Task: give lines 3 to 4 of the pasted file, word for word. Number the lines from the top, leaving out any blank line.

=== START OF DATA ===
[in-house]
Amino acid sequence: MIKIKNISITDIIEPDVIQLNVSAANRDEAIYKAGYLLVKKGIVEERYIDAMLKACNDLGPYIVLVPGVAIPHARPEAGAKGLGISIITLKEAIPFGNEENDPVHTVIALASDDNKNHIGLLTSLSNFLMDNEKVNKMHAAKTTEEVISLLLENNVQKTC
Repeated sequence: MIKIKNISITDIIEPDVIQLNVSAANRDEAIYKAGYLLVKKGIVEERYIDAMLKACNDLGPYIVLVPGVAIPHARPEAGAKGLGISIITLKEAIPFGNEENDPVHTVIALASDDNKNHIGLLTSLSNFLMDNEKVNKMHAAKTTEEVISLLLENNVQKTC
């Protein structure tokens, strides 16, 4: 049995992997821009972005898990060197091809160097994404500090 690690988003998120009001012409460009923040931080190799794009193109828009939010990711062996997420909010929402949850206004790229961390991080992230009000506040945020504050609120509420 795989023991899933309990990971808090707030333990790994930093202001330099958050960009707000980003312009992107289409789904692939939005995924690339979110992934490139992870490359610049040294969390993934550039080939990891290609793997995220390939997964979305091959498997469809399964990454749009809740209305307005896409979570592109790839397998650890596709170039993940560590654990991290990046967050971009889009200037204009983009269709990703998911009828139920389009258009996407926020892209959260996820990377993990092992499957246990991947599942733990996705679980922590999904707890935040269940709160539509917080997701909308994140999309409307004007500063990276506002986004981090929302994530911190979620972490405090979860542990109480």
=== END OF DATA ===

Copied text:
Repeated sequence: MIKIKNISITDIIEPDVIQLNVSAANRDEAIYKAGYLLVKKGIVEERYIDAMLKACNDLGPYIVLVPGVAIPHARPEAGAKGLGISIITLKEAIPFGNEENDPVHTVIALASDDNKNHIGLLTSLSNFLMDNEKVNKMHAAKTTEEVISLLLENNVQKTC
């Protein structure tokens, strides 16, 4: 049995992997821009972005898990060197091809160097994404500090 690690988003998120009001012409460009923040931080190799794009193109828009939010990711062996997420909010929402949850206004790229961390991080992230009000506040945020504050609120509420 795989023991899933309990990971808090707030333990790994930093202001330099958050960009707000980003312009992107289409789904692939939005995924690339979110992934490139992870490359610049040294969390993934550039080939990891290609793997995220390939997964979305091959498997469809399964990454749009809740209305307005896409979570592109790839397998650890596709170039993940560590654990991290990046967050971009889009200037204009983009269709990703998911009828139920389009258009996407926020892209959260996820990377993990092992499957246990991947599942733990996705679980922590999904707890935040269940709160539509917080997701909308994140999309409307004007500063990276506002986004981090929302994530911190979620972490405090979860542990109480």